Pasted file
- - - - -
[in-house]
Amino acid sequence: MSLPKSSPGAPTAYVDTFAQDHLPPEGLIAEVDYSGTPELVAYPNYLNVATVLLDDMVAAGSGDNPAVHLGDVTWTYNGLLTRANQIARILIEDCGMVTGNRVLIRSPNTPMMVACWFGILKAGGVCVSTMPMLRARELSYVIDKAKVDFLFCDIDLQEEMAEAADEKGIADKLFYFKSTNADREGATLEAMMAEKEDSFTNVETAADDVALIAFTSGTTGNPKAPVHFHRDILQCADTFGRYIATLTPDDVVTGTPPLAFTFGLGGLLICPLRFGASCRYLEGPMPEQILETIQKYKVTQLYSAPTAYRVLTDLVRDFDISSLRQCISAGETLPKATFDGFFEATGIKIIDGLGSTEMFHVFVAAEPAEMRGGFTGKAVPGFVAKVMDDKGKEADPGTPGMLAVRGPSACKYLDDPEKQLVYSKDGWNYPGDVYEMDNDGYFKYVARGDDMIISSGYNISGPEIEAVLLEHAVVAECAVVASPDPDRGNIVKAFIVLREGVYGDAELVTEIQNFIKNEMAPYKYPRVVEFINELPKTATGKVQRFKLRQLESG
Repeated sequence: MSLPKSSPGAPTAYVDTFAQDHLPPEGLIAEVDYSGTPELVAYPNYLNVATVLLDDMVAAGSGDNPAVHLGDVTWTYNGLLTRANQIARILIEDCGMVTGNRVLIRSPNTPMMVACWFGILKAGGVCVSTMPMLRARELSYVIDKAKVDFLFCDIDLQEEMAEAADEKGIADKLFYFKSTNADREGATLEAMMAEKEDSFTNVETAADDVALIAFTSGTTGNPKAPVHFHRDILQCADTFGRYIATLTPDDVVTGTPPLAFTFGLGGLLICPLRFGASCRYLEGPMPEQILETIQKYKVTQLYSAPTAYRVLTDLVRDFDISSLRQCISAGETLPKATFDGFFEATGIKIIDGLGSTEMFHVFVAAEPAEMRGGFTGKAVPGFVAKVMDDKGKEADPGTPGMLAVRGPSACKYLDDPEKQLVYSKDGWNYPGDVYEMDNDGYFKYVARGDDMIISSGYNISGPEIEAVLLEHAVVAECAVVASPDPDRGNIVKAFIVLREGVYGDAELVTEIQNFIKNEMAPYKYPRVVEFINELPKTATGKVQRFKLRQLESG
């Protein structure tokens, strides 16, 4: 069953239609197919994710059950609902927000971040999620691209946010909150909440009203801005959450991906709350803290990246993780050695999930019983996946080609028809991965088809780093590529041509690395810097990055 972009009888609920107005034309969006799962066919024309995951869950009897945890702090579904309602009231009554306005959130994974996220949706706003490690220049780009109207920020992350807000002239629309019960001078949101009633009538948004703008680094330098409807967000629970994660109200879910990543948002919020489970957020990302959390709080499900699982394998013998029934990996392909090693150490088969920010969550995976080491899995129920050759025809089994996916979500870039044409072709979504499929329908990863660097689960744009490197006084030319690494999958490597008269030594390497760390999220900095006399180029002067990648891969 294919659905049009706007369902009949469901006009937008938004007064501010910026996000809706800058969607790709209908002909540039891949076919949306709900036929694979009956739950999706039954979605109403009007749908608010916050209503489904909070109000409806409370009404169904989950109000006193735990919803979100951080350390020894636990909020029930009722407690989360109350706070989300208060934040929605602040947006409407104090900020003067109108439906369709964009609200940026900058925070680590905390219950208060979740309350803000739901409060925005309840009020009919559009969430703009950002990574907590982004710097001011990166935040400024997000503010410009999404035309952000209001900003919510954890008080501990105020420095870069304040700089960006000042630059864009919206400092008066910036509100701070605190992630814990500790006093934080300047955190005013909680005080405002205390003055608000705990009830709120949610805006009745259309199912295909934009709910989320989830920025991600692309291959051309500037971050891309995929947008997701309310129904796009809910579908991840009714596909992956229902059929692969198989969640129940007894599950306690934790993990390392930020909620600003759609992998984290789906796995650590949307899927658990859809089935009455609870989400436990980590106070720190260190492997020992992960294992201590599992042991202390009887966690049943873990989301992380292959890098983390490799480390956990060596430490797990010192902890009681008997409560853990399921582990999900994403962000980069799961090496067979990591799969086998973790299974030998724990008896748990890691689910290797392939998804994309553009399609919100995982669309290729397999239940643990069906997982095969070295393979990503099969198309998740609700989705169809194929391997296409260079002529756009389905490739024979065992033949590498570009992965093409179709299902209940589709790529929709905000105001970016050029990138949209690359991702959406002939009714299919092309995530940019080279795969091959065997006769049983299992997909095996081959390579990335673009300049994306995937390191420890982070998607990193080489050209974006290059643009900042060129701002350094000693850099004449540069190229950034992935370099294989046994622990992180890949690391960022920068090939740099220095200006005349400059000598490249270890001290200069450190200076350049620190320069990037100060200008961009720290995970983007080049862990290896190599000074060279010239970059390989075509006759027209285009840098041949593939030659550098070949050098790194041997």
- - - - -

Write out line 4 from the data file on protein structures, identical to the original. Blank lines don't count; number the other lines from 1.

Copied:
């Protein structure tokens, strides 16, 4: 069953239609197919994710059950609902927000971040999620691209946010909150909440009203801005959450991906709350803290990246993780050695999930019983996946080609028809991965088809780093590529041509690395810097990055 972009009888609920107005034309969006799962066919024309995951869950009897945890702090579904309602009231009554306005959130994974996220949706706003490690220049780009109207920020992350807000002239629309019960001078949101009633009538948004703008680094330098409807967000629970994660109200879910990543948002919020489970957020990302959390709080499900699982394998013998029934990996392909090693150490088969920010969550995976080491899995129920050759025809089994996916979500870039044409072709979504499929329908990863660097689960744009490197006084030319690494999958490597008269030594390497760390999220900095006399180029002067990648891969 294919659905049009706007369902009949469901006009937008938004007064501010910026996000809706800058969607790709209908002909540039891949076919949306709900036929694979009956739950999706039954979605109403009007749908608010916050209503489904909070109000409806409370009404169904989950109000006193735990919803979100951080350390020894636990909020029930009722407690989360109350706070989300208060934040929605602040947006409407104090900020003067109108439906369709964009609200940026900058925070680590905390219950208060979740309350803000739901409060925005309840009020009919559009969430703009950002990574907590982004710097001011990166935040400024997000503010410009999404035309952000209001900003919510954890008080501990105020420095870069304040700089960006000042630059864009919206400092008066910036509100701070605190992630814990500790006093934080300047955190005013909680005080405002205390003055608000705990009830709120949610805006009745259309199912295909934009709910989320989830920025991600692309291959051309500037971050891309995929947008997701309310129904796009809910579908991840009714596909992956229902059929692969198989969640129940007894599950306690934790993990390392930020909620600003759609992998984290789906796995650590949307899927658990859809089935009455609870989400436990980590106070720190260190492997020992992960294992201590599992042991202390009887966690049943873990989301992380292959890098983390490799480390956990060596430490797990010192902890009681008997409560853990399921582990999900994403962000980069799961090496067979990591799969086998973790299974030998724990008896748990890691689910290797392939998804994309553009399609919100995982669309290729397999239940643990069906997982095969070295393979990503099969198309998740609700989705169809194929391997296409260079002529756009389905490739024979065992033949590498570009992965093409179709299902209940589709790529929709905000105001970016050029990138949209690359991702959406002939009714299919092309995530940019080279795969091959065997006769049983299992997909095996081959390579990335673009300049994306995937390191420890982070998607990193080489050209974006290059643009900042060129701002350094000693850099004449540069190229950034992935370099294989046994622990992180890949690391960022920068090939740099220095200006005349400059000598490249270890001290200069450190200076350049620190320069990037100060200008961009720290995970983007080049862990290896190599000074060279010239970059390989075509006759027209285009840098041949593939030659550098070949050098790194041997």